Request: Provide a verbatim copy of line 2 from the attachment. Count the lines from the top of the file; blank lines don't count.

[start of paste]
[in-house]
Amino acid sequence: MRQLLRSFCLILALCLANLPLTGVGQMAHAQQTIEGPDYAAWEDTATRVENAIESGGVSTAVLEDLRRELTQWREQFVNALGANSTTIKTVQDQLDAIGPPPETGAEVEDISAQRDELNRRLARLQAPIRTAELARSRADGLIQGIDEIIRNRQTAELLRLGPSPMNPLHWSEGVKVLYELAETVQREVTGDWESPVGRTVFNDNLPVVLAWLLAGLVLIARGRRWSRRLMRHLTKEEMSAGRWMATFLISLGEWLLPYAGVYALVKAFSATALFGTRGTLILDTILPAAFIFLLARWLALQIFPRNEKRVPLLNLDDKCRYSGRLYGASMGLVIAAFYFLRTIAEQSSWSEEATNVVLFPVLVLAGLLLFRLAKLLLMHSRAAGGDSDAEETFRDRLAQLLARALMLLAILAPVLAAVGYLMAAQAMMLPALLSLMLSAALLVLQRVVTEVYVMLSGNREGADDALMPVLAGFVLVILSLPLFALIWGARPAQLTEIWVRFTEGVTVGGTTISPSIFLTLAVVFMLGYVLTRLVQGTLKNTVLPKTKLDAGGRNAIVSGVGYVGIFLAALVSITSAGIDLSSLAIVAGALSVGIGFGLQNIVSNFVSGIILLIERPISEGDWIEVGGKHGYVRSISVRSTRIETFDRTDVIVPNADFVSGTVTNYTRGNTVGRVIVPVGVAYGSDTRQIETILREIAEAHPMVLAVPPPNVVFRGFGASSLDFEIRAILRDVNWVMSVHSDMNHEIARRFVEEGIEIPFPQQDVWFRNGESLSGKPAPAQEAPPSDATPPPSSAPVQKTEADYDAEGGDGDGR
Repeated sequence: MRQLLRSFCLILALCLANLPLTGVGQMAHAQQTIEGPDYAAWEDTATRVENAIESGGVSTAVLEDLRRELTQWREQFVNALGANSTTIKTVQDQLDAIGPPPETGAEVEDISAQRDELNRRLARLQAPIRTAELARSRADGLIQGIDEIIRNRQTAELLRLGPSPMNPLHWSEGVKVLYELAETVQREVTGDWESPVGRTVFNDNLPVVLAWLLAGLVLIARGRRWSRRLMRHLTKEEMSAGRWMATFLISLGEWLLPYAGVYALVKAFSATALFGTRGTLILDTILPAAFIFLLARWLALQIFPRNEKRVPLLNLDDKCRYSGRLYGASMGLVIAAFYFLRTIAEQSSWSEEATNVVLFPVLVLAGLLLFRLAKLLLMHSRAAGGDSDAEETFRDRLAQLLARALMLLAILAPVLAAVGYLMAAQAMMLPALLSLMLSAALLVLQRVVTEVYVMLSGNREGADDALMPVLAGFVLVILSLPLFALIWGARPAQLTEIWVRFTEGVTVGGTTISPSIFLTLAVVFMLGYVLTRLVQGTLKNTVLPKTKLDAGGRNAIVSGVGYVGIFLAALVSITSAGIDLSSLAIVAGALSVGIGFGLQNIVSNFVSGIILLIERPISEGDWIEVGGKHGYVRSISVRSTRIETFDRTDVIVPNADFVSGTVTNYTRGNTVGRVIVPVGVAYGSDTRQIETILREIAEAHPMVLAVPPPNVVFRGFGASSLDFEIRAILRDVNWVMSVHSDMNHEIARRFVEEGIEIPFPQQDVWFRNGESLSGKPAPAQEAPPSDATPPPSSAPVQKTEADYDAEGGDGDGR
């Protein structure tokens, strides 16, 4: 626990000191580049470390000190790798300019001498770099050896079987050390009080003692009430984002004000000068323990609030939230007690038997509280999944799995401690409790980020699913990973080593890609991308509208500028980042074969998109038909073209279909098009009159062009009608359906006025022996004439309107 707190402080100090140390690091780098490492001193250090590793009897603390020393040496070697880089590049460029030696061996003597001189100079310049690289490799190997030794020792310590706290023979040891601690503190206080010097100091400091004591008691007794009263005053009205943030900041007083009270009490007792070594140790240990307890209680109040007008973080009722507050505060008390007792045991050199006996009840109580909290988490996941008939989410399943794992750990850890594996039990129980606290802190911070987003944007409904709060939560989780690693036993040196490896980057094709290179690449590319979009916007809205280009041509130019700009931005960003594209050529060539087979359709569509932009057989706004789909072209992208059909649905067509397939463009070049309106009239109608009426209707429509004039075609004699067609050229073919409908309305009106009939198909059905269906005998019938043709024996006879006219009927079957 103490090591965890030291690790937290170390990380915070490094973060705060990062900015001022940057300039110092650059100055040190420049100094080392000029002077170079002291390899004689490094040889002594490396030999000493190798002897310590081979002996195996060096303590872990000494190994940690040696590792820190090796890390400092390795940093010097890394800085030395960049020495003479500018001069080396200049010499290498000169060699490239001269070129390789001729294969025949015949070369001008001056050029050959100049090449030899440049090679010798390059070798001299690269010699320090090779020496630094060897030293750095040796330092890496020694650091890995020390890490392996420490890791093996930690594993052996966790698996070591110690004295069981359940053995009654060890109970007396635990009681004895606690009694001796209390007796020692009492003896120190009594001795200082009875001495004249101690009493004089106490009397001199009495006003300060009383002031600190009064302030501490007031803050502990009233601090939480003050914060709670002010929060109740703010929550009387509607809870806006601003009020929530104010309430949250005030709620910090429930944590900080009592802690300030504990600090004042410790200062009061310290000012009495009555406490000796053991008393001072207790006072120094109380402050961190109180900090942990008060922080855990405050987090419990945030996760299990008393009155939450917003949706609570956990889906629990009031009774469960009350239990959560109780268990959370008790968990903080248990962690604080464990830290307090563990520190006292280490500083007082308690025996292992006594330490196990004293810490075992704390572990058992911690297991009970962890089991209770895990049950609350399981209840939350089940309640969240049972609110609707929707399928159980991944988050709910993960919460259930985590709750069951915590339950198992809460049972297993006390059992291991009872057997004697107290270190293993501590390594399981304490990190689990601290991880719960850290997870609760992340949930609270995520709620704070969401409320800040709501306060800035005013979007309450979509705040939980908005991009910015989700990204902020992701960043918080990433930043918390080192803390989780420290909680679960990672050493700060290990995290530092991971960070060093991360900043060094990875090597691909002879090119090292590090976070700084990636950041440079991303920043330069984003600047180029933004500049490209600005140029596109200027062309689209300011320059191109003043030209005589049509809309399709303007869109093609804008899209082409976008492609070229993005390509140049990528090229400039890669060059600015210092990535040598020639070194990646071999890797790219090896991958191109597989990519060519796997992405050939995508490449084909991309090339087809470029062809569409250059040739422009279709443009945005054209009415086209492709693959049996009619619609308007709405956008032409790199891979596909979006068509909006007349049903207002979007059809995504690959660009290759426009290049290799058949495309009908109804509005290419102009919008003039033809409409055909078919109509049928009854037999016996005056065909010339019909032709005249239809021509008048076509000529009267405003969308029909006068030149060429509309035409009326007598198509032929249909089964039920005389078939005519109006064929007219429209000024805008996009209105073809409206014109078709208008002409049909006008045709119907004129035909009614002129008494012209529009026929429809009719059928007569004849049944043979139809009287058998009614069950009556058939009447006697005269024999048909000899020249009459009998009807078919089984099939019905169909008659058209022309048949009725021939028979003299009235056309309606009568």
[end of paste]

Amino acid sequence: MRQLLRSFCLILALCLANLPLTGVGQMAHAQQTIEGPDYAAWEDTATRVENAIESGGVSTAVLEDLRRELTQWREQFVNALGANSTTIKTVQDQLDAIGPPPETGAEVEDISAQRDELNRRLARLQAPIRTAELARSRADGLIQGIDEIIRNRQTAELLRLGPSPMNPLHWSEGVKVLYELAETVQREVTGDWESPVGRTVFNDNLPVVLAWLLAGLVLIARGRRWSRRLMRHLTKEEMSAGRWMATFLISLGEWLLPYAGVYALVKAFSATALFGTRGTLILDTILPAAFIFLLARWLALQIFPRNEKRVPLLNLDDKCRYSGRLYGASMGLVIAAFYFLRTIAEQSSWSEEATNVVLFPVLVLAGLLLFRLAKLLLMHSRAAGGDSDAEETFRDRLAQLLARALMLLAILAPVLAAVGYLMAAQAMMLPALLSLMLSAALLVLQRVVTEVYVMLSGNREGADDALMPVLAGFVLVILSLPLFALIWGARPAQLTEIWVRFTEGVTVGGTTISPSIFLTLAVVFMLGYVLTRLVQGTLKNTVLPKTKLDAGGRNAIVSGVGYVGIFLAALVSITSAGIDLSSLAIVAGALSVGIGFGLQNIVSNFVSGIILLIERPISEGDWIEVGGKHGYVRSISVRSTRIETFDRTDVIVPNADFVSGTVTNYTRGNTVGRVIVPVGVAYGSDTRQIETILREIAEAHPMVLAVPPPNVVFRGFGASSLDFEIRAILRDVNWVMSVHSDMNHEIARRFVEEGIEIPFPQQDVWFRNGESLSGKPAPAQEAPPSDATPPPSSAPVQKTEADYDAEGGDGDGR